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Comment: Re:It's a small thing... (Score 1) 327

by Harodotus (#49008585) Attached to: Swatting 19-Year-Old Arrested in Las Vegas
Oh come on, Westlake probably meant that by describing the accused as a teenager you label him in a way to inspire thoughts of childhood vs adults.

Yes technically 19 is a "teen" age, but anyone accused of crimes that is older than 18 should be described as an adult. I would maybe extend the reasonability of extending the Teenager label to somebody still in high school even if 18 by calendar timing.

Comment: Re:Angry, lost my template at this story (Score 0) 181

I was going to strongly disagree, but I didn't want to hear the Whoooosh of the Parent Post's Sarcasm passing over my head...

At least I hope it is sarcasm, I wouldn't put anything past Comcast
<forced meta-insert by Comcast net> but they are the most customer focused and patriotic company who only deserves further deregulation  </meta-insert>

Comment: Re:Easy to kill this one (Score 1) 206

by Harodotus (#48227075) Attached to: Verizon Injects Unique IDs Into HTTP Traffic

Not really. Even if your derivative work idea was valid and could be used to stop Verizon, they would just update their Terms of Service (TOS) to explicitly have you grant them this right and waive any claims.

Frankly, while i haven't checked, is very likely that their existing TOS grants them the right to make any change to your traffic they see fit, so it's likely that any derivative work would fail on it's face based on your existing contract.

Comment: Re:Here's his best defense.. (Score 1) 802

by Harodotus (#43858639) Attached to: Judge Orders Child Porn Suspect To Decrypt His Hard Drives
I'd always wondered if someone's decryption passphrase was a short description of how he committed a crime like:

"I buried the murder weapon at gps xxx,yyy"

"I had premeditation in committing my illegal acts"

Then it would definitely be self-incriminating to reveal his passphrase, and if forced to, he could get the conviction overturned on appeal.

+ - Northern Ireland Town Fakes Prosperity for G8 Summit->

Submitted by Anonymous Coward
An anonymous reader writes:

A town in Northern Ireland is getting spruced up for the arrival of some special guests. World leaders are gathering in the town of Enniskillen for the G8 summit next month. And to get ready, the town is putting up fake storefronts on shuttered businesses. Anchor Marco Werman speaks with Irish Times reporter Dan Keenan about the efforts to make the town look prosperous.

Link to Original Source

Comment: Re:Warning! Security hole in ROT-13 and ROT-26! (Score 1) 261

I'm afraid that your information is out of date, with the progression of Moore's Law, even ROT-39 now fails to today's botnet based distributed key cracking apps, i recommend using 128-bit ROT keys (or even-256 bit ROT keys for super secure data) despite the performance impact requirements.

Using just ROT-128bit (aka ROT-3.40282367e38 or ROT-340,282,367,000,000,000,000,000,000,000,000,000,000) should keep your data secure for years.

Comment: Re:Outward Appearances (Score 5, Informative) 175

by Harodotus (#42714845) Attached to: Aaron Swartz Case: Deja Vu All Over Again For MIT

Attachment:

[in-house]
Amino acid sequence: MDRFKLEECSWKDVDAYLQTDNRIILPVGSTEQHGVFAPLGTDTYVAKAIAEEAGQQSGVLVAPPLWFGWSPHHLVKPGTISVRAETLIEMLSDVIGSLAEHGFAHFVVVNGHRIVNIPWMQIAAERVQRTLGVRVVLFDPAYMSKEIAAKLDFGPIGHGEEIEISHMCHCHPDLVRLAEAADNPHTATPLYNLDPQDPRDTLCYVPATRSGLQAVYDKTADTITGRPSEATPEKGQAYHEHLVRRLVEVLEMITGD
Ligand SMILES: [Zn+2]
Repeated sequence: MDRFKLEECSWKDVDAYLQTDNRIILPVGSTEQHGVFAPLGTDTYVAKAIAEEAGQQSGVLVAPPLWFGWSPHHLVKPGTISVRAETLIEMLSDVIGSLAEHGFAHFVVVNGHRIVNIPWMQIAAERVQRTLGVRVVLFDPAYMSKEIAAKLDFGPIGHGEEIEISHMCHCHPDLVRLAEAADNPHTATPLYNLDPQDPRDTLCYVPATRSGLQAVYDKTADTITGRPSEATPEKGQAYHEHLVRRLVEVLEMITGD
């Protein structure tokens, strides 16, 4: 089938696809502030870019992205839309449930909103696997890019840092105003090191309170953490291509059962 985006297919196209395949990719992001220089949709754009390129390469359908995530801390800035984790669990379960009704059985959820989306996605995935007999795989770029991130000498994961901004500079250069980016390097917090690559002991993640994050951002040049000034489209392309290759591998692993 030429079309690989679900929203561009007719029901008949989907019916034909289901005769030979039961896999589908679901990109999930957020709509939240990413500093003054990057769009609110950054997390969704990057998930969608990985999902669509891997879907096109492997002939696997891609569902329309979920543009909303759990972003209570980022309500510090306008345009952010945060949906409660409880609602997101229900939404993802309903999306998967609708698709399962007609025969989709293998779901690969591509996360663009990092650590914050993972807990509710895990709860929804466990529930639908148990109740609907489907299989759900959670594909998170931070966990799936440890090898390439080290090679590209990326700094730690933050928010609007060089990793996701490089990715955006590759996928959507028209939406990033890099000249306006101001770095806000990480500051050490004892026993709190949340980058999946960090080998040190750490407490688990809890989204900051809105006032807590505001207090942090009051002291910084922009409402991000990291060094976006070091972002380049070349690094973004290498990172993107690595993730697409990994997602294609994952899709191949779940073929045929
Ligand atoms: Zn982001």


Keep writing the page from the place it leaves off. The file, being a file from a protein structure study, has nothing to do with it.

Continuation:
I might add the Swartz was charged with 13 felonies, with a maximum sentence of 65 years in felony lockup, effectively life in prison. Murder, even multiple murders, has no more harsh a punishment (except in death penalty states).

You're point is valid, but it's, at best,a Type D "crime" being punished as a type A "the most harsh society can inflict" and might not even be a good civil suit for mild contract violation.

Comment: Re:Single point of failure (Score 1) 127

by Harodotus (#33505622) Attached to: NYT Password Security Discussion Overlooks Universal Logins
Well, it was mainly meant as a tongue-in-cheek dig at the folks in Redmund.

However, while it's not like I've gone to trouble of checking it, it's my understanding that modern password guessing dictionaries are incredibly extensive and have lengthy sections of common key combinations such as single letter repetitions of all acceptable lengths, numeric sequences, and keyboard patterns like qwerty, extended qwerty (qwertyuiop[]\asdfghjkl;'z), as well as many more folks have been dreaming up for decades now.

Of course the webpage is just a local javascript for simple complexity checking, but it's important to remember that it's not really a good simulation of a password's unguessability.

NYT Password Security Discussion Overlooks Universal Logins 127

Posted by timothy
from the your-voice-is-your-password dept.
A recent NYT piece explores the never-ending quest for password-based security, to which reader climenole responds with a snippet from ReadWriteWeb that argues it's time to think more seriously about life beyond passwords, at least beyond keeping a long list of individual login/password pairs: "These protective measures don't go very far, according to the New York Times, because hackers can get ahold of passwords with software that remotely tracks keystrokes, or by tricking users into typing them in. The story touches on a range of issues around the problem, but neglects to mention the obvious: the march toward a centralized login for multiple sites."

The price one pays for pursuing any profession, or calling, is an intimate knowledge of its ugly side. -- James Baldwin